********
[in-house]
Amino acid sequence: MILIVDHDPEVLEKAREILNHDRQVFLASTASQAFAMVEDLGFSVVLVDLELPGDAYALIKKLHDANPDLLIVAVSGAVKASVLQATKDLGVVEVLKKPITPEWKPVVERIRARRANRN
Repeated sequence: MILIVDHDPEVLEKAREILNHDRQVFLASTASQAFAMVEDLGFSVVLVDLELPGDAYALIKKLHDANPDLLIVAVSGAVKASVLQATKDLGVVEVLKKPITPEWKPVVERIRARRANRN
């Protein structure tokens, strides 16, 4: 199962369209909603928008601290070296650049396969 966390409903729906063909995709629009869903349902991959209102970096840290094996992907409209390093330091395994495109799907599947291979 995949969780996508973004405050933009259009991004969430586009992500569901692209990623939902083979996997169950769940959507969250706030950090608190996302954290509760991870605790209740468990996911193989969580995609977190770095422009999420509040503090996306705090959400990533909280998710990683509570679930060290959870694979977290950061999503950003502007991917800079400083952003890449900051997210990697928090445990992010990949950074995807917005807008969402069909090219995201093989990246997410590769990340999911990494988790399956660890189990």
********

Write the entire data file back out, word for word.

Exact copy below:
[in-house]
Amino acid sequence: MILIVDHDPEVLEKAREILNHDRQVFLASTASQAFAMVEDLGFSVVLVDLELPGDAYALIKKLHDANPDLLIVAVSGAVKASVLQATKDLGVVEVLKKPITPEWKPVVERIRARRANRN
Repeated sequence: MILIVDHDPEVLEKAREILNHDRQVFLASTASQAFAMVEDLGFSVVLVDLELPGDAYALIKKLHDANPDLLIVAVSGAVKASVLQATKDLGVVEVLKKPITPEWKPVVERIRARRANRN
């Protein structure tokens, strides 16, 4: 199962369209909603928008601290070296650049396969 966390409903729906063909995709629009869903349902991959209102970096840290094996992907409209390093330091395994495109799907599947291979 995949969780996508973004405050933009259009991004969430586009992500569901692209990623939902083979996997169950769940959507969250706030950090608190996302954290509760991870605790209740468990996911193989969580995609977190770095422009999420509040503090996306705090959400990533909280998710990683509570679930060290959870694979977290950061999503950003502007991917800079400083952003890449900051997210990697928090445990992010990949950074995807917005807008969402069909090219995201093989990246997410590769990340999911990494988790399956660890189990």